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Shellfish May Play Role in Sewage Treatment

An MIT scientist has found that a byproduct of the shellfish-processing industry could be recycled as an effective aid in sewage treatment.

Susan Murcott, a visiting research engineer in civil engineering, has shown that a compound derived from the shells of lobsters and shrimp can be used in a sewage-treatment process pioneered by her colleague Donald R. F. Harleman, Ford Professor of Engineering Emeritus.

In the Harleman process, known as chemically enhanced primary treatment (CEPT), small amounts of chemicals added to raw sewage cause particulates in the sewage to coagulate, or clump together and fall out of suspension. As a result, more particulates settle earlier than they would if simply left to settle by gravity-the conventional primary treatment currently used in most US sewage plants.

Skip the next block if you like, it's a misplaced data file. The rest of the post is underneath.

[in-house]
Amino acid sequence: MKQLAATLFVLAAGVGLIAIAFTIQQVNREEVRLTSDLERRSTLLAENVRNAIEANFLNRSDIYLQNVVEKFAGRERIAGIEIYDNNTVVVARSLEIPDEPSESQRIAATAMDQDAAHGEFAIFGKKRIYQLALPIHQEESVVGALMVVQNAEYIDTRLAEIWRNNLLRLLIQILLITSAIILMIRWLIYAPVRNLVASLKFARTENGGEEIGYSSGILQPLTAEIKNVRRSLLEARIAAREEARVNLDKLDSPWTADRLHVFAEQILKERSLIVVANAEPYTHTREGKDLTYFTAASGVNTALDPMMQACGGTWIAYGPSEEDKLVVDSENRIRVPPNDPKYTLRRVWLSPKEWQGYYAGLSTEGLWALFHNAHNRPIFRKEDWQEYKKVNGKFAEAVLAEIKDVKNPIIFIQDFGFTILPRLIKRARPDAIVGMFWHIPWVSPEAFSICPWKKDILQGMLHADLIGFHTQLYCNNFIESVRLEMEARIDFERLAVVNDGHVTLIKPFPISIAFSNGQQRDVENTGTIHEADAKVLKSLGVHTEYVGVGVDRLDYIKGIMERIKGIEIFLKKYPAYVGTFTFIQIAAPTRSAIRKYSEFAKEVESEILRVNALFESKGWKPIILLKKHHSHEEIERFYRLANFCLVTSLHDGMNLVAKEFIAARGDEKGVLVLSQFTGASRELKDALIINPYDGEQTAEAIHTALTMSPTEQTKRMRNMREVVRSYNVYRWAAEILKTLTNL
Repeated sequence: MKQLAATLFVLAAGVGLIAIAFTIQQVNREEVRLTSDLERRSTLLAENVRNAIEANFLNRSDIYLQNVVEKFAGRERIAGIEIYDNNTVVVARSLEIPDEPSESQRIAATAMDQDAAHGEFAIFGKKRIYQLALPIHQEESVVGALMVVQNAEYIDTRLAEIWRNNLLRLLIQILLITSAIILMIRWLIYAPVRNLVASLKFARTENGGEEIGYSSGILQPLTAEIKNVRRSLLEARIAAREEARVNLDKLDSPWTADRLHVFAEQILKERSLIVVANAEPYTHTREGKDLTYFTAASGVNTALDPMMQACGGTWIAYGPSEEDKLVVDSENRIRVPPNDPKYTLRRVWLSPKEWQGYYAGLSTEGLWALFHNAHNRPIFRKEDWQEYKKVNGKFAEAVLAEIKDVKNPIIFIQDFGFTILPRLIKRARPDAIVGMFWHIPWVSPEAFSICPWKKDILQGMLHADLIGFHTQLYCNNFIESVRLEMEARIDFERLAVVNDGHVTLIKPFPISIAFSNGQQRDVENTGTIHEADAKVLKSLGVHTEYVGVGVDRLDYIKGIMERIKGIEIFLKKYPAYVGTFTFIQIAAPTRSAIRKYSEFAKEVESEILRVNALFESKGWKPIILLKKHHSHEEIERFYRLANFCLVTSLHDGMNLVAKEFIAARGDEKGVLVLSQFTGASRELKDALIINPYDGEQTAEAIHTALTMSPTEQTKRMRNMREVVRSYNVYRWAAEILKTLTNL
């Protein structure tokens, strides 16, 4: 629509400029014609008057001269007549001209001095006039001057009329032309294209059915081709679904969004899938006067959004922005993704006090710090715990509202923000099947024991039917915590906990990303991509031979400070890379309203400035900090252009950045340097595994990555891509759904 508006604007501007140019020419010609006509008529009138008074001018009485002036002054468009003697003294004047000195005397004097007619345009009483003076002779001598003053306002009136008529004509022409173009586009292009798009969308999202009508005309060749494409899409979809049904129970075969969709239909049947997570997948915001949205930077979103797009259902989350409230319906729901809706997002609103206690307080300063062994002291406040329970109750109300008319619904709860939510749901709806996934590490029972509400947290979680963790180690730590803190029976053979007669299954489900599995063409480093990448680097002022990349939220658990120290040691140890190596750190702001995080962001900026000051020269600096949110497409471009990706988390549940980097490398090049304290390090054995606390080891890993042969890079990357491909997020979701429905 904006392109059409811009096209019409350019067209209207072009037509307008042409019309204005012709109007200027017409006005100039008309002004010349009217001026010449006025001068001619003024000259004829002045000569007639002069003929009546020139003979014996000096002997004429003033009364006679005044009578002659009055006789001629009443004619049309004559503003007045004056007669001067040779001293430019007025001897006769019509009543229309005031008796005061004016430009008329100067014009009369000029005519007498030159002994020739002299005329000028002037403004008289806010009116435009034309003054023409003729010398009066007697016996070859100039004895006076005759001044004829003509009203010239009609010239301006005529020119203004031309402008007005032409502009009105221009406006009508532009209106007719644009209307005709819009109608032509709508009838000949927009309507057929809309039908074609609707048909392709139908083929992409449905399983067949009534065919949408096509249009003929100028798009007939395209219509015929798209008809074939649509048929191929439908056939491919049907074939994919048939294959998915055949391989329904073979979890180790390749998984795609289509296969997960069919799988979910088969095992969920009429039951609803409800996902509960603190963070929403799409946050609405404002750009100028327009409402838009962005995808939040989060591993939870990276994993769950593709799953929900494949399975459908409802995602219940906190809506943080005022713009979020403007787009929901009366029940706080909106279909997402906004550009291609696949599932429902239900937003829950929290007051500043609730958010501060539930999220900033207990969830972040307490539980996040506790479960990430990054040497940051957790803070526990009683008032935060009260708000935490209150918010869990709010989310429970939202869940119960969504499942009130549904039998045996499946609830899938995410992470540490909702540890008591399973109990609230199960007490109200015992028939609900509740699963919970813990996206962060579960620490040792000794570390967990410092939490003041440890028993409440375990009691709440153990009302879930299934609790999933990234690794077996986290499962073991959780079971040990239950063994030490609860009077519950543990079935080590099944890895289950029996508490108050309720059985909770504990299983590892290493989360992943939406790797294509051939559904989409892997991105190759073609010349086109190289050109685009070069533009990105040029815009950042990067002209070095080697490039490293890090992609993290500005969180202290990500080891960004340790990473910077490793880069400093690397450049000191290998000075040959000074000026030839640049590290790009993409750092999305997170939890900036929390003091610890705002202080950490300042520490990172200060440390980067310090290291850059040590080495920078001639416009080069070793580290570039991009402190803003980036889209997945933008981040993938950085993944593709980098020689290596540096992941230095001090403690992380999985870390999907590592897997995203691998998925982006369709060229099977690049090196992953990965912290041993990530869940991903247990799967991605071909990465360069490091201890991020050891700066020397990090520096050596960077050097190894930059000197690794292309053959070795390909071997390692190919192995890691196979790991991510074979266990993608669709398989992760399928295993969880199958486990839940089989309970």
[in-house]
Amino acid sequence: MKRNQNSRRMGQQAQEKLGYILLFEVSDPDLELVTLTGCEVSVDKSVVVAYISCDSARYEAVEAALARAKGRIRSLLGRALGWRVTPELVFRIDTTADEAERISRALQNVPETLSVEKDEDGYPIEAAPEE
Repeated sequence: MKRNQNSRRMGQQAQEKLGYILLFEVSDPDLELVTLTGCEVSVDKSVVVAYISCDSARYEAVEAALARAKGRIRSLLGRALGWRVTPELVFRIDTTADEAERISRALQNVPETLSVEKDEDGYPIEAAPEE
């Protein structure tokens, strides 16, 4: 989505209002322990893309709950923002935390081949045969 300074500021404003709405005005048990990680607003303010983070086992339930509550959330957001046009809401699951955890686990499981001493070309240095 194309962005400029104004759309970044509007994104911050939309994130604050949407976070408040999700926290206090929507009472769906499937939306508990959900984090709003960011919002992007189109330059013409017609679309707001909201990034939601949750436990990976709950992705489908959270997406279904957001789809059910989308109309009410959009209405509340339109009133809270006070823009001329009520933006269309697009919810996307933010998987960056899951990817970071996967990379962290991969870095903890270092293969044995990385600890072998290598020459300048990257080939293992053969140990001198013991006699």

"And if you remove more material during primary treatment," explained Ms. Murcott, "you can decrease the size of the secondary treatment, which is extremely expensive." (In secondary treatment microbial organisms are used to digest organic matter.)

As a result CEPT, which is currently used in some plants in California, Canada, and Scandinavia, significantly reduces costs.

What Ms. Murcott has found is that chitosan, the compound derived from crustacean shells, can replace some or all of the chemical coagulants currently used in CEPT.

She is excited about these results for two reasons. First, chitosan is biodegradable, non-toxic, and non-petroleum based, which could make the compound attractive to current and prospective users of CEPT given new federal sludge regulations due out next month.